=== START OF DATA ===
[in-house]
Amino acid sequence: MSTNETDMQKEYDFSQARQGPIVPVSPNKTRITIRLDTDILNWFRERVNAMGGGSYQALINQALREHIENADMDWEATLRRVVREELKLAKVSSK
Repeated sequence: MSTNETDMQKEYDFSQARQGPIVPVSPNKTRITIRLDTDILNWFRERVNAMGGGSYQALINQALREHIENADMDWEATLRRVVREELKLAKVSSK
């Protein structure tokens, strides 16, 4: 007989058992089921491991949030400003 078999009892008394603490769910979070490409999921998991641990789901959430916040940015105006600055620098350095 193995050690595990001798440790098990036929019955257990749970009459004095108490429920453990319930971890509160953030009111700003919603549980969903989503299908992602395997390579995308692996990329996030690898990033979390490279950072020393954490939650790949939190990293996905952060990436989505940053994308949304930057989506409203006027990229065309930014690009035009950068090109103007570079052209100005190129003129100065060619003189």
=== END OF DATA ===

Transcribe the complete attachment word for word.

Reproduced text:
[in-house]
Amino acid sequence: MSTNETDMQKEYDFSQARQGPIVPVSPNKTRITIRLDTDILNWFRERVNAMGGGSYQALINQALREHIENADMDWEATLRRVVREELKLAKVSSK
Repeated sequence: MSTNETDMQKEYDFSQARQGPIVPVSPNKTRITIRLDTDILNWFRERVNAMGGGSYQALINQALREHIENADMDWEATLRRVVREELKLAKVSSK
């Protein structure tokens, strides 16, 4: 007989058992089921491991949030400003 078999009892008394603490769910979070490409999921998991641990789901959430916040940015105006600055620098350095 193995050690595990001798440790098990036929019955257990749970009459004095108490429920453990319930971890509160953030009111700003919603549980969903989503299908992602395997390579995308692996990329996030690898990033979390490279950072020393954490939650790949939190990293996905952060990436989505940053994308949304930057989506409203006027990229065309930014690009035009950068090109103007570079052209100005190129003129100065060619003189």